Weekly Seasonal Recipe: Celeriac

Celeriac may not be pretty, but it’s definitely delicious (www.culinary.com)

CELERIAC

Winter in the northeast gives us a bounty of root veggies to get us through the cold months—and many of them are also downright funny-looking.  Celeriac is one of those!  Many people avoid buying it because it’s not the prettiest veggie, and they don’t know how to cook with it.  Definitely include it on your next shopping trip because this super root is loaded with great nutrition.  One cup of raw celeriac is an excellent source of vitamins C and K and a good source of dietary fiber, vitamin B6, potassium, phosphorus, and manganese.

GROW

As the name suggests, celeriac is a variety of celery grown for its roots.  It’s typically round and bulbous, about the size of a large grapefruit, with a light brown skin and white flesh.  Celeriac takes about 4 months from seed to harvest.  We typically plant the seeds directly into the ground in April or May at the Barn.  Below the ground, the globular root forms, while above ground, long, green celery-like stalks shoot upward.  Once harvested, the root can be stored for months if kept cold.

Blanched and roasted celeriac “fries” (www.bbcgoodfood.com)

You’ll have to peel away a pretty thick layer of tough exterior to get to the real flesh of this vegetable—but it’s worth it.  Celeriac is not quite as starchy as other root veggies, but can be cooked in the same ways: roasted, boiled and mashed, or eaten raw.  It’s a great soup ingredient (use in place of celery for winter soups) when pureed with a flavorful stock.  And because it’s less starchy than potatoes, you can lighten up your favorite mashed potato recipe by using a combination of celeriac and potatoes.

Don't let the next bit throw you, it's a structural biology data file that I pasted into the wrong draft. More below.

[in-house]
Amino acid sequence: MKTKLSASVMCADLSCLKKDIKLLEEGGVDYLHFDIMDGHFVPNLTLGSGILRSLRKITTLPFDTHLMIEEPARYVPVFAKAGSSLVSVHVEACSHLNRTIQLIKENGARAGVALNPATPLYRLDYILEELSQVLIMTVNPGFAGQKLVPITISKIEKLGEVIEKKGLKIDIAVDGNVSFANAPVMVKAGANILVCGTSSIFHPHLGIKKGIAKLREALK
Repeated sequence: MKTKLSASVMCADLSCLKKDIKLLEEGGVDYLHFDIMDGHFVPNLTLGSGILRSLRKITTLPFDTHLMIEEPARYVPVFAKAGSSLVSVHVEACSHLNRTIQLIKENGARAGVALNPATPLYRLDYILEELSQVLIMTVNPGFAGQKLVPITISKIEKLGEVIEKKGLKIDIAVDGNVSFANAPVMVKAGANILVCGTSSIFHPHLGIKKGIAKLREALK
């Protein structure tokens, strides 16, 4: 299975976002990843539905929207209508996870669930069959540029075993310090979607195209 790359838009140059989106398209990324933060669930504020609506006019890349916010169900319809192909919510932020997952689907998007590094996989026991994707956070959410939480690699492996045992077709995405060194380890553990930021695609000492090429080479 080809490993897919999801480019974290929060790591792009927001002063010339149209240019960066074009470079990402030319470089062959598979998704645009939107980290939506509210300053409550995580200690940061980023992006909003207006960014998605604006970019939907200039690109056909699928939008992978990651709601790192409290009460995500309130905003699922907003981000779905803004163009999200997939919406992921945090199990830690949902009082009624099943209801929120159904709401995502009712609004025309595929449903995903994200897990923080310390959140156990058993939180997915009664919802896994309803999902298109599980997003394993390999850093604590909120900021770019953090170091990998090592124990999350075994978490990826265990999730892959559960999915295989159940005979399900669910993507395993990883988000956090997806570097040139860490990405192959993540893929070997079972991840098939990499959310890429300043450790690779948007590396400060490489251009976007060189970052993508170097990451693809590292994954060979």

Do you cook with celeriac? What’s your favorite way to prepare it?

Celeriac Oven Fries

Adapted from www.bbcgoodfood.com

 

2 large celeriac (about 3 lbs total weight)

3 tbsp canola oil

1 tbsp mild curry powder

  1. Preheat the oven to 425F degrees.
  2. Bring a very large saucepan of salted water to a boil.
  3. Peel the celeriac, slicing off the top and bottom and sweeping down the sides with a heavy, sharp knife to remove the tough skin. Cut the celeriac into thumb-thick slices and then into fat wedges.
  4. Throw in the wedges and blanch (boil rapidly, uncovered, for 1-2 minutes). Drain the wedges and toss them back into the saucepan. Add the oil, curry powder and sea salt. Toss until well coated.
  5. Spread the wedges over a large heavy baking sheet, leaving plenty of space (you may need 2 sheets).  Cook for 30-35 minutes, stirring occasionally, until tender and browned.

Makes 6 servings

Nutrition Facts per serving: 160 calories; 8g fat (0.5g sat fat, 5g mono, 2.5g poly, 0g trans fat); 0mg cholesterol; 21g carbohydrate (4g fiber, 4g sugar); 4g protein; 230mg sodium; 0% Daily Value (DV) vitamin A; 30% DV vitamin C; 10% DV calcium; 10% DV iron.

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